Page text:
Your vet would do a thorough exam, right? Including vision? Maybe the dog has trouble seeing - that would certainly be frightening.

            Just throwing stuff out for thought. Good luck.
            Brothers and sisters, I bid you beware
            Of giving your heart to a dog to tear.
            -Rudyard Kipling

            Comment


            • #7
              It's true, the front legs might be allergies. A veterinary behaviorist is still a vet first and foremost, so one would be able to help you rule out alternative explanations like that.

              If the noise phobia is worsening it is worth it to look into treatment anyway. It normally escalates over time and is very common in Border Collies. Noise phobia is commonly related to other anxiety problems.
              MelanieC * Canis soloensis

              Comment


              • #8
                I've got an aging coonhound (9.5, I think, but that's getting up there for a coonie) who is start to get some dementia, I think. He's going after the other dogs for no reason, seems to go out of his way to do it, and just isn't quite right. But he's still happy, healthy, eating, so I'm not too freaked out yet. I haven't taken him to the vet yet, waiting to see how he does the rest of the summer, but doggie Prozac may be the answer for him.

                Comment


                • #9
                  Originally posted by dalpal View Post
                  ... oldest is 8... She's always been afraid of storms...but in the past year this has escalated to just about any noise that mimics gunfire or thunder. Even if someone is hammering in the distance, she will cower and run for cover in the barn/won't come back out. If a dump truck makes a loud noise, she takes off.... Now she has started a new thing in the past week...obessevily licking her front legs....I'm worried she's going to chew a hot spot.
                  It sounds so familiar. My dog - also a collie mix - developed a thunder/fireworks phobia and skin allergies (and a delicate stomach) around age 7-9. For the first few years we had her (adopted her around 9 months old) she didn't really mind thunder or loud noises, and she had zero allergies. Ate anything, and everything. Cast iron stomach, skin was fine. Then she got stomach problems. Then noise phobia. Then a hot spot that went from an itchy spot to an actual wound in about 3 hours. Happily, these are all just maintenance issues. Expensive maintenance issues, true, but not life-threatening.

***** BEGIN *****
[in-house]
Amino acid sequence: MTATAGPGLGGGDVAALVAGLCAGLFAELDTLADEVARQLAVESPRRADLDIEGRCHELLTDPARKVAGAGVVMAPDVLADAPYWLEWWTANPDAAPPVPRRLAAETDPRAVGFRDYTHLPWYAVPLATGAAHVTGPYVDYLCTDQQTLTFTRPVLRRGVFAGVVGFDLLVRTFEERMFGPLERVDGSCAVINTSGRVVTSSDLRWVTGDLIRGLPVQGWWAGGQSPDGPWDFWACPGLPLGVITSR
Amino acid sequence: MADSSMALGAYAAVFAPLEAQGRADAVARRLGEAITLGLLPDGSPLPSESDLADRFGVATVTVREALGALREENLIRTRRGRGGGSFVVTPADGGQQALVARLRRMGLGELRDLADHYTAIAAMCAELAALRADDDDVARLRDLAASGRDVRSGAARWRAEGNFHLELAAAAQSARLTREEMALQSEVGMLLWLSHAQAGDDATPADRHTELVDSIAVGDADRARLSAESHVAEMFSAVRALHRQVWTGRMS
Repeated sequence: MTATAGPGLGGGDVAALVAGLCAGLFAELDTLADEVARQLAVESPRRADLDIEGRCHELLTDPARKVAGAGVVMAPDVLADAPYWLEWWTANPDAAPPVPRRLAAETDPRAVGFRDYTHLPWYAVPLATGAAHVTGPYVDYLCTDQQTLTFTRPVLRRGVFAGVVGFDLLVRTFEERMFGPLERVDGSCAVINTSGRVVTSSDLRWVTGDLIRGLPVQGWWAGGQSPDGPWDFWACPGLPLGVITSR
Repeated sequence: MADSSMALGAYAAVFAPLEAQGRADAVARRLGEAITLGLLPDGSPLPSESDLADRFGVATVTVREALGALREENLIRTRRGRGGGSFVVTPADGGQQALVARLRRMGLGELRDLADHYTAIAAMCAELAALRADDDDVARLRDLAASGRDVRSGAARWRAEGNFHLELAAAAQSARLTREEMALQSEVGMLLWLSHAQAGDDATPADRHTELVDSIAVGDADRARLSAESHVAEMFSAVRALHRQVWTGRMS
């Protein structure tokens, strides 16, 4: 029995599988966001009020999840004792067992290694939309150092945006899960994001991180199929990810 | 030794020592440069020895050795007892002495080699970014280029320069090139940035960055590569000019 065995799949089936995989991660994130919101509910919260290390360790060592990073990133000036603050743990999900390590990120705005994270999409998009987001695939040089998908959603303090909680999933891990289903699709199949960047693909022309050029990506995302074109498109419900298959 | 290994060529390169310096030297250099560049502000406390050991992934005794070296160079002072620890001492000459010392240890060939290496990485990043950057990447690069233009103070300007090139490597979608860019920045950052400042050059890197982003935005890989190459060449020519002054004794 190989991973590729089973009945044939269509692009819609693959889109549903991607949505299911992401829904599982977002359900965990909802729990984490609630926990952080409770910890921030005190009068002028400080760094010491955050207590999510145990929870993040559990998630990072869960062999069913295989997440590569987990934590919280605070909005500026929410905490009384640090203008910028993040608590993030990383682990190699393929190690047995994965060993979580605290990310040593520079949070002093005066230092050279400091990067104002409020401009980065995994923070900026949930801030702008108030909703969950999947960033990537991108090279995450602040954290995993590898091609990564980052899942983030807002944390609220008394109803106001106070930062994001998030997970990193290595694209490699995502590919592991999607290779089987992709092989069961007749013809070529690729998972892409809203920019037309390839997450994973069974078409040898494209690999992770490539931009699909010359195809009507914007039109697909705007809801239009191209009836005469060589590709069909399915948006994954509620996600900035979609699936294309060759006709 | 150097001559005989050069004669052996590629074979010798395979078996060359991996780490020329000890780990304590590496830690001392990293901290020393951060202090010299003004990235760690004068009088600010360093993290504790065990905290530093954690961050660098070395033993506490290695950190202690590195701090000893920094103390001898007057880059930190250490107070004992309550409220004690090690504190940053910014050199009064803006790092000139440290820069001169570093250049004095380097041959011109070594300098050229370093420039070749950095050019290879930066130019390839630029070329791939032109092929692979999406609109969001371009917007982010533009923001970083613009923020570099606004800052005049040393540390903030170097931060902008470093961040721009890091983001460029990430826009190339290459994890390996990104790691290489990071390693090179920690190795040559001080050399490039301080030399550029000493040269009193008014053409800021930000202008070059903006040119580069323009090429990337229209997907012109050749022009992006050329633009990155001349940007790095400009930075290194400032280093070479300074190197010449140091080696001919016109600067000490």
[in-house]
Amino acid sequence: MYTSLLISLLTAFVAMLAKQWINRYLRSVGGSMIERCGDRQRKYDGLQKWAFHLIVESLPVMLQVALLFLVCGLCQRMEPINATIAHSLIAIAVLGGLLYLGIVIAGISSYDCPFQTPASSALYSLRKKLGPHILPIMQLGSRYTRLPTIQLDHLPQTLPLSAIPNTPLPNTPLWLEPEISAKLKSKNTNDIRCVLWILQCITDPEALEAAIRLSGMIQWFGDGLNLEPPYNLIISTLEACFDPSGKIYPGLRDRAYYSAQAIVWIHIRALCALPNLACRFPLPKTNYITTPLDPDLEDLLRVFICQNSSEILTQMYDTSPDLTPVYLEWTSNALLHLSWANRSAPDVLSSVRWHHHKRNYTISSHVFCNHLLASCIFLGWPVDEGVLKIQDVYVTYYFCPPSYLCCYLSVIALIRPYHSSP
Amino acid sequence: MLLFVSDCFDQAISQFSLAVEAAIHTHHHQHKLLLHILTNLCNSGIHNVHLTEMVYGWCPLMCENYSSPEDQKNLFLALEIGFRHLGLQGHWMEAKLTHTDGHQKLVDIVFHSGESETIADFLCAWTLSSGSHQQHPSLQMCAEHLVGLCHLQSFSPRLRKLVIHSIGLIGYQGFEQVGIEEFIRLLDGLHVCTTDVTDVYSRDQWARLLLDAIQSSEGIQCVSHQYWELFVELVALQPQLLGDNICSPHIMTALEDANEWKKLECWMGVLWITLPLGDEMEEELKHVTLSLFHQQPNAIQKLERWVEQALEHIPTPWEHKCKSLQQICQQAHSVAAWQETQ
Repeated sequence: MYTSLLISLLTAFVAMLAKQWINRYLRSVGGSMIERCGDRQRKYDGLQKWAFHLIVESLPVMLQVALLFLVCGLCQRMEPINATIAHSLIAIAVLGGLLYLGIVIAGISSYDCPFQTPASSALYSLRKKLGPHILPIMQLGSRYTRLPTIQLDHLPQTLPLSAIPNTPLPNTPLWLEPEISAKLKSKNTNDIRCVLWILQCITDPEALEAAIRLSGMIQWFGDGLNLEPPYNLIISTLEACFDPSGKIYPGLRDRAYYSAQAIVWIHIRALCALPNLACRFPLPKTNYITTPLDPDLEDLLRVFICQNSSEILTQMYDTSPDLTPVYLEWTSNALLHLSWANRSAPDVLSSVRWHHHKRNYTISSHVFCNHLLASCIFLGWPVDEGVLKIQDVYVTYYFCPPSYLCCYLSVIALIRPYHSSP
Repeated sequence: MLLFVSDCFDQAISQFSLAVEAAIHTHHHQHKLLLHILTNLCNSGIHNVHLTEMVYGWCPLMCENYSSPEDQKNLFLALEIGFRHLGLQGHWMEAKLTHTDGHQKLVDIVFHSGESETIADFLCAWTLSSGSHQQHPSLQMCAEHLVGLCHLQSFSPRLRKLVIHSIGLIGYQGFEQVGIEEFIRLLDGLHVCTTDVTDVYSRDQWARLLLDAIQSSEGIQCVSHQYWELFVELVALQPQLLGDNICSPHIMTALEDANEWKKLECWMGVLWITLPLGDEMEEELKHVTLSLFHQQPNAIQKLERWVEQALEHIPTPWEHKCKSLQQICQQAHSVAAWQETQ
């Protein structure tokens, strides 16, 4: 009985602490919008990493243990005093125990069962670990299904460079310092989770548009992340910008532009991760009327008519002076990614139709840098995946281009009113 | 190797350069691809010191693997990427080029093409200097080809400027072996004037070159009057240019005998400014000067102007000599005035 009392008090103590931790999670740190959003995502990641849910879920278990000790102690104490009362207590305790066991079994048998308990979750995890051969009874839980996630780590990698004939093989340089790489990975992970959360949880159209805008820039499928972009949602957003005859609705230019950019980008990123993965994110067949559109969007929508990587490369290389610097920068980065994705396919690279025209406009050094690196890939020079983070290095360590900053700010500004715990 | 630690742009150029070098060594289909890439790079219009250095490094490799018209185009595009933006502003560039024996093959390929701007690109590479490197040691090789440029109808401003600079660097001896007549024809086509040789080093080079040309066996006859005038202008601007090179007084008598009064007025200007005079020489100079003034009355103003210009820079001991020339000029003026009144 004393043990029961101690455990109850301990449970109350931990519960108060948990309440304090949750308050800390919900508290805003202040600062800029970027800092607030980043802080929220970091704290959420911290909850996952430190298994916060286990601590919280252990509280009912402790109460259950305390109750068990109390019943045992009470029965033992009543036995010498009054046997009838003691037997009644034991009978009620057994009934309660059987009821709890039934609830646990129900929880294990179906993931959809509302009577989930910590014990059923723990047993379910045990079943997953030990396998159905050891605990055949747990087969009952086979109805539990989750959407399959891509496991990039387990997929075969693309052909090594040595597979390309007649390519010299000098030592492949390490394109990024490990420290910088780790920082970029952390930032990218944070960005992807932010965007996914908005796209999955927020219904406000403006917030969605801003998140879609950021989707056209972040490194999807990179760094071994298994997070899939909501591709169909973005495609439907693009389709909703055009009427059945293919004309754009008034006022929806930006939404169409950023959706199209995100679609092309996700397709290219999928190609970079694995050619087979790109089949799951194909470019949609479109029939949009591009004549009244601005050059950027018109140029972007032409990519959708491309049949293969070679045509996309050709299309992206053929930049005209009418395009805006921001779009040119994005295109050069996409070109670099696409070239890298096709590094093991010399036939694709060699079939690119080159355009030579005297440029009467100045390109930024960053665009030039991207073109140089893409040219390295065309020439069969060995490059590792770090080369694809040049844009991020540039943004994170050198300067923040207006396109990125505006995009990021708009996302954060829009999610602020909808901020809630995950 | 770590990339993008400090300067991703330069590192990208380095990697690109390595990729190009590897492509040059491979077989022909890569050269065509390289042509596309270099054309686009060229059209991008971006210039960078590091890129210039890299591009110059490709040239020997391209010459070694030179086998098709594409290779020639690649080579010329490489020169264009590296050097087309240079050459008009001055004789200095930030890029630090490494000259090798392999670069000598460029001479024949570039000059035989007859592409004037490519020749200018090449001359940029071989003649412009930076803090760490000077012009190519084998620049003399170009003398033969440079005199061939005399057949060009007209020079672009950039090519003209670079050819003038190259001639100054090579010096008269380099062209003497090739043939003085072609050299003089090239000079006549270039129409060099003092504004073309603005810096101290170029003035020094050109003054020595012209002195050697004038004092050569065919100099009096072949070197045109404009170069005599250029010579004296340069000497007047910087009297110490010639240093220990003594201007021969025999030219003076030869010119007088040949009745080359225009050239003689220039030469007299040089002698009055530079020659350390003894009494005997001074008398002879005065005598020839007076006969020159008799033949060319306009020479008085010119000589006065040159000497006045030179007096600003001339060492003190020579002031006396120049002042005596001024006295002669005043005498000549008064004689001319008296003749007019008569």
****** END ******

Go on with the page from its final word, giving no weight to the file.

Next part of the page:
From what I've learned since, allergies and phobias are both notorious for hitting adult dogs (and people) who didn't have them in youth or early adulthood. I think you have to eliminate possible physical causes before exploring possible behavioral/mental causes. Prozac won't work if the dog's allergic to pollen.

                  Comment

                  • Original Poster

                    #10
                    We're in Raleigh, NC.

                    I can rule out vision....this dog can spot a squirrel in the middle of the woods about 1/2 a mile away. Well, maybe she has super sensitive hearing, thus making the phobia????

                    If anyone knows of any good behavior vets in the area, let me know.

                    Comment


                    • #11
                      Odd Dog Behavior

                      My GS/Husky mix is 9 years old and has some of the same strange behavior. For a week she would Not go outside without help and once outside she'd constantly be looking up and sticking close to the buildings. At first I figured she got in an agruement with Turkey Vultures or hawks over some poochie perfume. I'm now convinced that UFO's tried to take her since she growls and barks at planes. Getting her out on a cloudy day is difficult and on clear days the sight of a planes exhaust is enough to send her under a bush.

                      Comment


                      • #12